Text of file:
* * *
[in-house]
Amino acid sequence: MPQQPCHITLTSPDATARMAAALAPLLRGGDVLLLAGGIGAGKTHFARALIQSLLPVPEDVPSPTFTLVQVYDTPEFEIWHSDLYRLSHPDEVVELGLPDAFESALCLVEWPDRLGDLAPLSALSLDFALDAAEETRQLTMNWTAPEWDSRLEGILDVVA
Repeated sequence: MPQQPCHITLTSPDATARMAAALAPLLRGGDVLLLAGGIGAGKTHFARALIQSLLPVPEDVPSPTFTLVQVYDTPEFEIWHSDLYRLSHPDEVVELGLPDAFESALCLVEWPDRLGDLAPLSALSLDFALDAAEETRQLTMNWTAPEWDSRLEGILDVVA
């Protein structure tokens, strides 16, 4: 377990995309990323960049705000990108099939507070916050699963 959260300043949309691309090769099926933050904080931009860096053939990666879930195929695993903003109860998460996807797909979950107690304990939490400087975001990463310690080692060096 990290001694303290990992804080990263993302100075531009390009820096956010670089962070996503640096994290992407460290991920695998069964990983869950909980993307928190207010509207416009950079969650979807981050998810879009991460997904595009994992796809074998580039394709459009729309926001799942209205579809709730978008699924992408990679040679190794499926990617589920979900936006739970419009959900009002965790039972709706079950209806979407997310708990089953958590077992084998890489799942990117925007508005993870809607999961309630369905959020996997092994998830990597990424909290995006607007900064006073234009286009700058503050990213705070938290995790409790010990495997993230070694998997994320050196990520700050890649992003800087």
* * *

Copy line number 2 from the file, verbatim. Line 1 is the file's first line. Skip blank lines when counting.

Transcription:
Amino acid sequence: MPQQPCHITLTSPDATARMAAALAPLLRGGDVLLLAGGIGAGKTHFARALIQSLLPVPEDVPSPTFTLVQVYDTPEFEIWHSDLYRLSHPDEVVELGLPDAFESALCLVEWPDRLGDLAPLSALSLDFALDAAEETRQLTMNWTAPEWDSRLEGILDVVA